profession, and defiled the Church; yea, what fear of my

displeasure, and the rod which I threatened, 1Co 4:21;

yea, what vehement desire to rectify what was amiss in this

matter, 2Co 7:7;

yea, what zeal for me; yea, what revenge in punishing the

delinquent. See Whitby.

In all things, &c.] In the whole of your conduct in this affair

since ye have received my letter, ye have approved yourselves to

be clear, αγνους; not only to be clear of contumacy and obstinate

persistance in your former conduct, but to have done all in the

compass of your power to rectify the abuses which had crept in

among you. The Corinthians were not clear, i.e. innocent or void

of blame in the fact, but they were clear of all blame in their

endeavours to remove the evil.

Verse 12. Not for his cause that had done the wrong] viz. the

incestuous person.

Nor for his cause that suffered wrong] Some think the apostle

means himself; others, that he means the Church at Corinth, the

singular being put for the plural; others, the family of the

incestuous person; and others, the father of the incestuous

person. If this latter opinion be adopted, it would seem to

intimate that the father of this person was yet alive, which would

make the transgression more flagrant; but these words might be

spoken in reference to the father, if dead, whose cause should be

vindicated; as his injured honour might be considered, like Abel's

blood, to be crying from the earth.

But that our care for you-might appear] It was not to get the

delinquent punished, nor merely to do justice to those who had

suffered in this business, that the apostle wrote his epistle to

them, but that they might have the fullest proof of his fatherly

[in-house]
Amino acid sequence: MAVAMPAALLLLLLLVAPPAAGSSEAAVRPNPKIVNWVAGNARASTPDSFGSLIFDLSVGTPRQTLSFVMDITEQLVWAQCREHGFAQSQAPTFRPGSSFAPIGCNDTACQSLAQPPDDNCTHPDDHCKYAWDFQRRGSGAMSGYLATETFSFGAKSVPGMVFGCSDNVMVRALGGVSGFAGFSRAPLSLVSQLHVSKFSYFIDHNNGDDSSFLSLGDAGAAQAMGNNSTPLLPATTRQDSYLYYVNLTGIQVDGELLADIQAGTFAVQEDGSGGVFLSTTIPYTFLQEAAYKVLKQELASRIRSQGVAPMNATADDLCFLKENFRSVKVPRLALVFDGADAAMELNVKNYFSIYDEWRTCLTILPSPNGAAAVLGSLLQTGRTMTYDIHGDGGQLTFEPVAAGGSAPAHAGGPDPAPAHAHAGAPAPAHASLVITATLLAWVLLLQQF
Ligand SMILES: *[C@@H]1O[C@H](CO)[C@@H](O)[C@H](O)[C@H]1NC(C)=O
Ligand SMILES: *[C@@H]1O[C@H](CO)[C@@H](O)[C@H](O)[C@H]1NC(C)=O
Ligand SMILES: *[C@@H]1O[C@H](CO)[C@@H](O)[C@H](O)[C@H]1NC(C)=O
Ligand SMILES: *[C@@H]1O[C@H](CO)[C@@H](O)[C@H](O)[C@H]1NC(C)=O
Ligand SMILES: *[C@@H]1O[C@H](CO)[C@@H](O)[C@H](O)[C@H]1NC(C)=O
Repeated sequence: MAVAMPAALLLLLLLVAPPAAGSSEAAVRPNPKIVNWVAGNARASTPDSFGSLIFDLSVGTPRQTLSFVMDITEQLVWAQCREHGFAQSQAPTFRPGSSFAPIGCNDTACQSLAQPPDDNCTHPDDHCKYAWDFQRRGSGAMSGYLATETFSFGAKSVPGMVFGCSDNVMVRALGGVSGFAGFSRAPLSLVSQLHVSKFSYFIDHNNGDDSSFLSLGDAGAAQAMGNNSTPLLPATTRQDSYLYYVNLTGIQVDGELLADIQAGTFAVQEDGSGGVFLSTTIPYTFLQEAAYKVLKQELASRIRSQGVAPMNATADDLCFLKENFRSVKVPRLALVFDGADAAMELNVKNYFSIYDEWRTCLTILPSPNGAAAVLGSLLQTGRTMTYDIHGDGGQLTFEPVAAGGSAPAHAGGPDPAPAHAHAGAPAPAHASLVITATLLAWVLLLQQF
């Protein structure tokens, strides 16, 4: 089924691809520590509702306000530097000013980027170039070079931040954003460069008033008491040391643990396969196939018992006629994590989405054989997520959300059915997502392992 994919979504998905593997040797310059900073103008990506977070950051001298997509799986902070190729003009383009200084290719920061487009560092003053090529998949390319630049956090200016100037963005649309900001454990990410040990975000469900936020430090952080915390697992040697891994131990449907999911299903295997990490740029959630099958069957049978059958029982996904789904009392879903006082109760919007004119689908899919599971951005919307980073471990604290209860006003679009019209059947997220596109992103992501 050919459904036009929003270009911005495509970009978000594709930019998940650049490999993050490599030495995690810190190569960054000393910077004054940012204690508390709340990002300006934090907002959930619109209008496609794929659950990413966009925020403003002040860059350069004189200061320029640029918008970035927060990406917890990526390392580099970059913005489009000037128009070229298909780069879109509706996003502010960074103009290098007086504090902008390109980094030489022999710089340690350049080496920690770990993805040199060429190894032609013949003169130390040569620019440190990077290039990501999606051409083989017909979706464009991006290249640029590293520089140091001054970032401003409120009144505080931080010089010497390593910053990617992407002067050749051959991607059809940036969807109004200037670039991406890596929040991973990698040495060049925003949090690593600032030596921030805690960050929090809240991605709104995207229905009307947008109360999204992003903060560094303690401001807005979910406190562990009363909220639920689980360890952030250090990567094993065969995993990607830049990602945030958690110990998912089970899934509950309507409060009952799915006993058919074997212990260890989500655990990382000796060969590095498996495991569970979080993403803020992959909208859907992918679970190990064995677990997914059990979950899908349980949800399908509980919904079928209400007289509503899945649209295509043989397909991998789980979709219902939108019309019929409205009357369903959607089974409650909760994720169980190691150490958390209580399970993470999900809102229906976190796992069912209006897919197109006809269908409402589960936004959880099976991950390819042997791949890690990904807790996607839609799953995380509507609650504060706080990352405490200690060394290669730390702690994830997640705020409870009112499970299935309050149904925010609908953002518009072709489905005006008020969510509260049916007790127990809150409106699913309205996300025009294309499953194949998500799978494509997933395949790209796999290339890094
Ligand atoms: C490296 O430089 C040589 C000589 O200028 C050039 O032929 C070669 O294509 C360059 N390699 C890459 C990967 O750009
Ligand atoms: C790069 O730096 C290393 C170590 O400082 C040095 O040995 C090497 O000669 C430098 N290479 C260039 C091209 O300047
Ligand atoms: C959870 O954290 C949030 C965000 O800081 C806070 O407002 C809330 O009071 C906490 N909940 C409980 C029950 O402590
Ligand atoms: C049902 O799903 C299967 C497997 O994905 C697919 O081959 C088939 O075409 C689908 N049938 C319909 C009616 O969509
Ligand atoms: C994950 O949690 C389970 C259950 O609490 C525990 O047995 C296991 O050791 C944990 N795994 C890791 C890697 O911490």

affection for them, and his concern for the honour of God; and

that they might thereby see how unnatural their opposition to him

was, and what cause they had to prefer him, who was ready to give

up his life in their service, to that false apostle or teacher who

was corrupting their minds, leading them from the simplicity of

the truth, and making a gain of them.

Verse 13. For the joy of Titus] Titus, who had now met St.

Paul in Macedonia, gave him the most flattering accounts of the

improved state of the Corinthian Church; and indeed their kind

usage of Titus was a full proof of their affection for St. Paul.

Verse 14. For if I have boasted] The apostle had given Titus

a very high character of this Church, and of their attachment to

himself; and doubtless this was the case previously to the evil

teacher getting among them, who had succeeded in changing their

conduct, and changing in a great measure their character also; but

now they return to themselves, resume their lost ground, so that

the good character which the apostle gave them before, and which

they had for a time forfeited, is now as applicable to them as

ever. Therefore his boasting of them is still found a truth.

Verse 15. And his inward affection] τασπλαγαγχνααυτου.

Those bowels of his-his most tender affection. For the meaning of

this word See Clarke on Mt 9:36.

Whilst he remembereth the obedience of you all] This is a very

natural picture; he represents Titus as overjoyed even while he is

delivering his account of the Corinthian Church. He expatiated on